Next, the beleaguered Bihari Lal zips between municipal wards, courtrooms (egged on by a ha-ha-ho-ho lawyer, Satish Kaushikji himself) and conducts a corn-versation with a morose daku-type who’s in the same fix, besides stalking the district politician (Mita Vashishth, wasted in an Expressionless Wonder role). And finally at long last, he rallies a supportive group that, perhaps for their own agenda, invades the chambers of the powers-that-do. Ooh.
Even the Prime Minister, supposedly, can’t ignore the hysterical headlines being sparked by the ‘dead man’ protesting at the top of his vocal chords. Melodrama of the highest order takes over from the narrative, which otherwise required biting humour, control and an undiminished empathy for the victim of bureaucracy.
Sorry to say, but for the last half-an-hour, you want to run away somewhere alone, and blow a bugle on a sad note. Why why? Because this Kaagaz loses any semblance of it sur and saaz. Left high and dry, you sigh the biiiig sigh.
Talking of biiiig, the project has been backed by Salman Khan, whose voice-over comes on, occasionally, like a rare Eid ka Chand. Doesn’t help in enhancing the story-telling however, which half the way resembles a bull gone ballistic in a chinaware shop.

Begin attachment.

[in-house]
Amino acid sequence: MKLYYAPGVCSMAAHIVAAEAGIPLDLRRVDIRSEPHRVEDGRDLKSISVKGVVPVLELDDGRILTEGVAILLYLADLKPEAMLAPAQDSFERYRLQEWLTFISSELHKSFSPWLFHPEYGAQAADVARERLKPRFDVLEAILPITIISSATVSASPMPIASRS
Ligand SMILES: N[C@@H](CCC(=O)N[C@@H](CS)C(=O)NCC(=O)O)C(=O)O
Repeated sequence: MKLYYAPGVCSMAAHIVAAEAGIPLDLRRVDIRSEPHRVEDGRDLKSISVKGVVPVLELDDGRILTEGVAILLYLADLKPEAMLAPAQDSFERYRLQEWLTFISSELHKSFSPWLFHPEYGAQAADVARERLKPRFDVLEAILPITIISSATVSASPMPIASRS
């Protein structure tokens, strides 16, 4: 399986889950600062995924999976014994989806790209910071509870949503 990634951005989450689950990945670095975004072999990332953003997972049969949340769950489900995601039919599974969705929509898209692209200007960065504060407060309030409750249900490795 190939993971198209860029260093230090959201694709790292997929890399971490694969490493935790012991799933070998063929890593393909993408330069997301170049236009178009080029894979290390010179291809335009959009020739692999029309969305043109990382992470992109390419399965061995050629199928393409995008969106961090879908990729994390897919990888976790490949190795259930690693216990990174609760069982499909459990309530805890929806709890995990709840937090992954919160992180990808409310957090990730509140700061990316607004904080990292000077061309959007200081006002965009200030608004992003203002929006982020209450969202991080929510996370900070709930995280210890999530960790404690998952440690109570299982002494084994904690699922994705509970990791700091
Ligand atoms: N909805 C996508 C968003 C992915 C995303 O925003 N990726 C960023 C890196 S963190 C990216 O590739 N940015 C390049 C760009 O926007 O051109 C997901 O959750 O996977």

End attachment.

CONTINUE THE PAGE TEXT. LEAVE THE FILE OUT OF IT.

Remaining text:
Inevitably, Pankaj Tripathi is the only saving grace - employing his windmill hand movements, defiant body language and a calibrated face as well as voice to convey the angst of a common man caught in an ever-thickening spider’s web. If you are his blind admirer, then do have a look-see.
In that case, just forget about the rudimentary shot takings, set design and above all, the vapid ensemble of supporting characters who mainly look dizzy as if they’ve just stepped off from a village mela’s particularly speeded-up ferris wheel. Squeal.
To be honest, you so want a socially-concerned endeavour with a cause, assembled on a modest budget, to serve as a hard slap on the face of the ever-corrupt babus and apathetic politicians. Alas, Kaagaz merely aims paper darts at its corrupt-to-the-marrow targets.
Then why the two-star rating, you might quiz? Reason: Pankaj Tripathi. Period.
SIR (NETFLIX, 3 Stars)
The deep divide between city and rural life, between the have-plenty and the have-nothings, has been quite a trope in cinema. Here writer-director Rohena Gera strives to study whether the twain - a domestic help and her well-heeled employer - can meet. It’s a theme, which has been explored hard-hittingly by Shyam Benegal with Ankur (1974) and more lately by Zoya Akhtar in an episode of the anthology series Lust Stories 2018).